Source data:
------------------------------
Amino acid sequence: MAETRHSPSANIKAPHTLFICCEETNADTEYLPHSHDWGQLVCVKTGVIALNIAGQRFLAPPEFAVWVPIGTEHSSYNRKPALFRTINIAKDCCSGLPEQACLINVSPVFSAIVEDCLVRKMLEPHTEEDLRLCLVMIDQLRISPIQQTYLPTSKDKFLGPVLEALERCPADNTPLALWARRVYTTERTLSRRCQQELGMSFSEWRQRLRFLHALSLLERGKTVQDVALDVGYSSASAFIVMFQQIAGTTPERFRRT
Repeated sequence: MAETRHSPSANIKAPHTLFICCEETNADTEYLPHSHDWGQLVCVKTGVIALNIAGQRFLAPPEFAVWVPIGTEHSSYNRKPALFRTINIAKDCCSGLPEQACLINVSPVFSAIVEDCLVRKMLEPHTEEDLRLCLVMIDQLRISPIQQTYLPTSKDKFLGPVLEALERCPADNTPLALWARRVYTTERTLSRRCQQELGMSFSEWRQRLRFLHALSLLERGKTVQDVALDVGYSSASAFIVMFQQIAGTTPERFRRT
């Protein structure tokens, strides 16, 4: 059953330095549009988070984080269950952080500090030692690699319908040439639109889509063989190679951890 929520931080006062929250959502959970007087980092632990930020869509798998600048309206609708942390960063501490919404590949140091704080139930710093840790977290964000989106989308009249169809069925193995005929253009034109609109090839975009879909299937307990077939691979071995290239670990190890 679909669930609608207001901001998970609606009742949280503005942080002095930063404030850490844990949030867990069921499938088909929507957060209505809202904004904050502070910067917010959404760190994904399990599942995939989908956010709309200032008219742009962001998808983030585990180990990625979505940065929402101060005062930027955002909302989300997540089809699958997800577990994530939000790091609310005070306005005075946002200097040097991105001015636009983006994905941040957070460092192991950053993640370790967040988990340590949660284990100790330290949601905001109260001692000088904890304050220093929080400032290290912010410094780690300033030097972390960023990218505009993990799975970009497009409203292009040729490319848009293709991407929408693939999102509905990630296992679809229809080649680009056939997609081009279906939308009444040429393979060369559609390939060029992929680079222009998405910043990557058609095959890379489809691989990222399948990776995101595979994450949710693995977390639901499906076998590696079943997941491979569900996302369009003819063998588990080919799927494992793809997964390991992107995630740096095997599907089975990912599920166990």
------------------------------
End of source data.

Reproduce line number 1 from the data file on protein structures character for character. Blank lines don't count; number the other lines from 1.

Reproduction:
Amino acid sequence: MAETRHSPSANIKAPHTLFICCEETNADTEYLPHSHDWGQLVCVKTGVIALNIAGQRFLAPPEFAVWVPIGTEHSSYNRKPALFRTINIAKDCCSGLPEQACLINVSPVFSAIVEDCLVRKMLEPHTEEDLRLCLVMIDQLRISPIQQTYLPTSKDKFLGPVLEALERCPADNTPLALWARRVYTTERTLSRRCQQELGMSFSEWRQRLRFLHALSLLERGKTVQDVALDVGYSSASAFIVMFQQIAGTTPERFRRT